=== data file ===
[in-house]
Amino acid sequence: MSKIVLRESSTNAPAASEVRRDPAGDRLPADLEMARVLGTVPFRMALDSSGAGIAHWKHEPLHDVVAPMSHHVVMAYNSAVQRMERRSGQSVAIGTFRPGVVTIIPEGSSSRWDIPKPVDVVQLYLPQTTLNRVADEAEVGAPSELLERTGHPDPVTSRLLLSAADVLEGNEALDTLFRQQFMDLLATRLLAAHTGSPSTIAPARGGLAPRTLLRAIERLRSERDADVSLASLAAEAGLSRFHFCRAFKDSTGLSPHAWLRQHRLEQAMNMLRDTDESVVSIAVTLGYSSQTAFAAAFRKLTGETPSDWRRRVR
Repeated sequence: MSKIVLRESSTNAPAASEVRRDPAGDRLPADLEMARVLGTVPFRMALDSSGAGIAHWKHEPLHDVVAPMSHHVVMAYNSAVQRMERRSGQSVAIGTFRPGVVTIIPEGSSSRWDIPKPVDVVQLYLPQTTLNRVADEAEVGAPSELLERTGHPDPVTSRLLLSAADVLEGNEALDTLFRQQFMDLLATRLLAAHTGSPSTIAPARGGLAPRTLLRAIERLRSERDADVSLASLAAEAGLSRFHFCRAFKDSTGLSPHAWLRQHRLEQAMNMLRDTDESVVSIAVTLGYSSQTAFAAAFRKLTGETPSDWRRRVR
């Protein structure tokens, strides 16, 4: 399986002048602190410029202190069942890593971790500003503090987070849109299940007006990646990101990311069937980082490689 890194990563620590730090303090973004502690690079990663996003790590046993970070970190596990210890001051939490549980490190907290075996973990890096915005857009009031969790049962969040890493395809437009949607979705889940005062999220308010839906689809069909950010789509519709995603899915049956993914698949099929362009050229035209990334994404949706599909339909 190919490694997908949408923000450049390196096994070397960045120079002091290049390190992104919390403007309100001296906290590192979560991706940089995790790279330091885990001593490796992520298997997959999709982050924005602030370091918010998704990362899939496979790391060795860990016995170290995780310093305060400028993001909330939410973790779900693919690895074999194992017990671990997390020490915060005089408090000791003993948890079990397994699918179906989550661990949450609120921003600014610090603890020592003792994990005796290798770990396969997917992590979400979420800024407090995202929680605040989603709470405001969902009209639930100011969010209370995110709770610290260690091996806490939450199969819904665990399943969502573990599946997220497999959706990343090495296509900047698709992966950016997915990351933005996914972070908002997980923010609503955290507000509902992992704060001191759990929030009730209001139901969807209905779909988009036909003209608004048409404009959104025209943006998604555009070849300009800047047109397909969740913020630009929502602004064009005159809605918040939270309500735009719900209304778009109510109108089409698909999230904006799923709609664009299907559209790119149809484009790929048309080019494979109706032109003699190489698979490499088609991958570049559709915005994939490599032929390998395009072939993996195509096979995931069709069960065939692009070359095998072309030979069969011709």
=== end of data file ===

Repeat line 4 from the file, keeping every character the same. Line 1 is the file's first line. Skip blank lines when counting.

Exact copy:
């Protein structure tokens, strides 16, 4: 399986002048602190410029202190069942890593971790500003503090987070849109299940007006990646990101990311069937980082490689 890194990563620590730090303090973004502690690079990663996003790590046993970070970190596990210890001051939490549980490190907290075996973990890096915005857009009031969790049962969040890493395809437009949607979705889940005062999220308010839906689809069909950010789509519709995603899915049956993914698949099929362009050229035209990334994404949706599909339909 190919490694997908949408923000450049390196096994070397960045120079002091290049390190992104919390403007309100001296906290590192979560991706940089995790790279330091885990001593490796992520298997997959999709982050924005602030370091918010998704990362899939496979790391060795860990016995170290995780310093305060400028993001909330939410973790779900693919690895074999194992017990671990997390020490915060005089408090000791003993948890079990397994699918179906989550661990949450609120921003600014610090603890020592003792994990005796290798770990396969997917992590979400979420800024407090995202929680605040989603709470405001969902009209639930100011969010209370995110709770610290260690091996806490939450199969819904665990399943969502573990599946997220497999959706990343090495296509900047698709992966950016997915990351933005996914972070908002997980923010609503955290507000509902992992704060001191759990929030009730209001139901969807209905779909988009036909003209608004048409404009959104025209943006998604555009070849300009800047047109397909969740913020630009929502602004064009005159809605918040939270309500735009719900209304778009109510109108089409698909999230904006799923709609664009299907559209790119149809484009790929048309080019494979109706032109003699190489698979490499088609991958570049559709915005994939490599032929390998395009072939993996195509096979995931069709069960065939692009070359095998072309030979069969011709």